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It’s time to turn Home Affairs green

Posted By on April 5, 2019 @ 13:24

In ASPI’s Agenda for change 2019 [1], I argued the case for reforming the Department of Home Affairs. Despite its many successes, the department’s establishment hasn’t been smooth and a significant number of budgetary, legislative and machinery of government challenges need to be resolved. However, these challenges pale in comparison to some of the broader ideological debates underway on issues like the securitisation of citizenship and migration or the centralisation of security policy.  It seems clear that whoever wins the next federal election will need to consider what to do next with the Home Affairs construct.

Whatever comes next shouldn’t be driven by overly simplistic binary choices between keeping or dismantling the department, or between security or freedom. Cooler heads may be tempted to call for a more deliberate policy approach, perhaps even a white paper. I suspect that even if a white paper were to be produced it would be viewed by many as a rigged game. The incoming government can do better than making binary choices or attempting negotiated compromises. Before making any decisions, it ought to be mindful of two overarching factors when resolving this policy challenge, the cost of change and public support.

As highlighted in December by the secretary of the Department of the Prime Minister and Cabinet, Martin Parkinson [2], the public service isn’t a Lego set that can be painlessly rebuilt by each incoming government. For all of the questions that have been raised about the performance of Home Affairs, any further departmental and legislative changes are likely to be costly in terms of resources.

Perhaps of equal concern will be the impacts that further changes will have on those responsible for migration, border security, national security and community safety. While change is a familiar companion for any modern bureaucracy, our public servants, police and intelligence staff within the Home Affairs portfolio are likely to be feeling more than a little fatigued by the breadth, depth and speed of the altered work circumstances they’ve had to deal with in recent years. Another swathe of changes will bring with it further uncertainty that could well create new security vulnerabilities for Australia.

Polling indicates that over the past decade there’s been a steady decline in Australians’ trust in government. Between 2012 and 2017, that trust declined from 47% to 37%, [3] placing us 10 points lower than our US counterparts. Future policy initiatives will need to make a compelling public case when changing the balance between security and freedom.

While policy and strategy are important in the home affairs space, success in law enforcement, security, intelligence and community safety is predicated on community support. But the Turnbull government failed to make a strong enough case for the establishment of the department at the start, and this has haunted the portfolio ever since.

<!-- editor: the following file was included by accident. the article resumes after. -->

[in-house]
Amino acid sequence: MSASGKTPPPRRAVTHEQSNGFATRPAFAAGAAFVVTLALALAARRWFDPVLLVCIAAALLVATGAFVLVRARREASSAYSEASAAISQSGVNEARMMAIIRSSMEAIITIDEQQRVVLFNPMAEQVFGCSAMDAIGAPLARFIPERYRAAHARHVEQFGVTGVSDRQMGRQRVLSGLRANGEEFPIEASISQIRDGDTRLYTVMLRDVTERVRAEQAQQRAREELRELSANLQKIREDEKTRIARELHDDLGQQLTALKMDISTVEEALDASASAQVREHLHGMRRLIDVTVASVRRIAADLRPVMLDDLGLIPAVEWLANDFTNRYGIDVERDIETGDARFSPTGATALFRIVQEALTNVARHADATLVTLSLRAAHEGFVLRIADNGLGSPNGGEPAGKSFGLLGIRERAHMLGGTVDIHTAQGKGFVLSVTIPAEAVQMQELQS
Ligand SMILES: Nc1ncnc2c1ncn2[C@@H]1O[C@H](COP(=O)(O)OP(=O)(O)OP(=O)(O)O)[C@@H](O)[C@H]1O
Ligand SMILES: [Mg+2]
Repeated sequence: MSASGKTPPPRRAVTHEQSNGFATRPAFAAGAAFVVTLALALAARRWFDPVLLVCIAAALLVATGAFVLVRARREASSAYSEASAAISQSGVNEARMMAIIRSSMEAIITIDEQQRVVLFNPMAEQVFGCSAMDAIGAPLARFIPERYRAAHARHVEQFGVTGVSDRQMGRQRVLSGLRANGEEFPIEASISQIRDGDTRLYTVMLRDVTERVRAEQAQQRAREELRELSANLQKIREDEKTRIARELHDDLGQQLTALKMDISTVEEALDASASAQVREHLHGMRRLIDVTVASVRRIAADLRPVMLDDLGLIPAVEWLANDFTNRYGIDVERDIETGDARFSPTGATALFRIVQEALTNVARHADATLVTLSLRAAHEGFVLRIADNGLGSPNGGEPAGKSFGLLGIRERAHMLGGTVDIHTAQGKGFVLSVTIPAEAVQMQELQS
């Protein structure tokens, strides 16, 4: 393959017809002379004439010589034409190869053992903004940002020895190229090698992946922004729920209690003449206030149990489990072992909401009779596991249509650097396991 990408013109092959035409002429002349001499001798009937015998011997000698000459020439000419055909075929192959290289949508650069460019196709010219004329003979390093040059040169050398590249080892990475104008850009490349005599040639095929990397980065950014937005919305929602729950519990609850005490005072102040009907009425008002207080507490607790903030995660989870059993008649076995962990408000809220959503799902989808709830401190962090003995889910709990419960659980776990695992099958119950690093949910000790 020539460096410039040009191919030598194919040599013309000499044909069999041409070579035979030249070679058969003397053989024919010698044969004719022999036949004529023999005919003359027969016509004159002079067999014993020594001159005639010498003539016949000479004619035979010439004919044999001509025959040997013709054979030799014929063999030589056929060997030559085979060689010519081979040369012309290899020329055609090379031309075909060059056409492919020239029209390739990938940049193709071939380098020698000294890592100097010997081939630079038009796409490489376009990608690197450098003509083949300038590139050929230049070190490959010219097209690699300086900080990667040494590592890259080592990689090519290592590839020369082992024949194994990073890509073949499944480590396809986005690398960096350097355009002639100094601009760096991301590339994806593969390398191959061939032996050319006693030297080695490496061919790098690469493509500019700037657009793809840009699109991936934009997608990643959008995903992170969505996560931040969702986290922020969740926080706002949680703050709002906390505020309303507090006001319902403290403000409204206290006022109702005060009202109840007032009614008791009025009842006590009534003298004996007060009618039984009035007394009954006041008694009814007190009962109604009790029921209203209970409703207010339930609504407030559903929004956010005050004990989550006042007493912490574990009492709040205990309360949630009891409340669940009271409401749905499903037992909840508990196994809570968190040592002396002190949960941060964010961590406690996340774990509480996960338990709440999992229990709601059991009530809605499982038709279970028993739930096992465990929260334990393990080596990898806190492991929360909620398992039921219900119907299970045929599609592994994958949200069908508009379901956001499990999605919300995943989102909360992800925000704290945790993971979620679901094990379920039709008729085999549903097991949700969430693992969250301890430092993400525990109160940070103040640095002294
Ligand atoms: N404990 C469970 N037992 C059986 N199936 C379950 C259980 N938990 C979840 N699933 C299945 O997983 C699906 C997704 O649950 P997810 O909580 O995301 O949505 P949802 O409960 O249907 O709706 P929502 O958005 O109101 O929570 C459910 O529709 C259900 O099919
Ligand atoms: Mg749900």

If Home Affairs, or whatever follows it, is to be successful, then a strong, evidence-based case must be presented to the Australian people. This case will need to be even stronger if any future policy initiatives seek to further change the balance between security and freedom.

Whoever forms the next government needs to engage in further public policy dialogue and consultation on migration, domestic and border security, and community safety. The most obvious option here is for the government to commission a green paper. In recent years the green paper has fallen out of use by governments and the public service in Australia. But with falling public confidence and ideological battle lines drawn, a more consultative approach is needed.

A green paper could outline and explore all of these issues and its authors could engage with old and new thinking to generate a series of policy options. The success of a Home Affairs green paper will be predicated on its authors being able to develop an unclassified and understandable case for any changes.

The added bonus for a government that adopted such an approach would be that it would not need to commit to follow up on a green paper’s findings, as is the case with a white paper.

The green paper could then be used to stimulate a much healthier and more informed public discussion. With the green paper, and its subsequent policy discussions, the government could then commission a more prescriptive white paper to help determine its final policy decisions.

Under normal circumstances, the government would direct the portfolio or department responsible for an issue in flux to prepare a green paper. Unfortunately, the issues surrounding Home Affairs have become so politicised and toxic that anything produced by the department or its portfolio agencies is likely to be viewed as tainted. Because of this, the government should consider engaging an independent party, or parties, to prepare this document.

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URL to article: https://www.aspistrategist.org.au/its-time-to-turn-home-affairs-green/

URLs in this post:

[1] Agenda for change 2019: https://s3-ap-southeast-2.amazonaws.com/ad-aspi/2019-02/Agenda%20for%20change%202019_0.pdf?nDC9MXtkjzOD1vY_CHvLkyPTnkjfHrYv

[2] Martin Parkinson: https://www.canberratimes.com.au/politics/federal/aps-not-a-lego-set-for-disorienting-restructures-parkinson-warns-20181218-p50mvd.html

[3] 47% to 37%,: https://www.themandarin.com.au/75831-trust-in-government-in-sharp-decline-edelman-trust-barometer/

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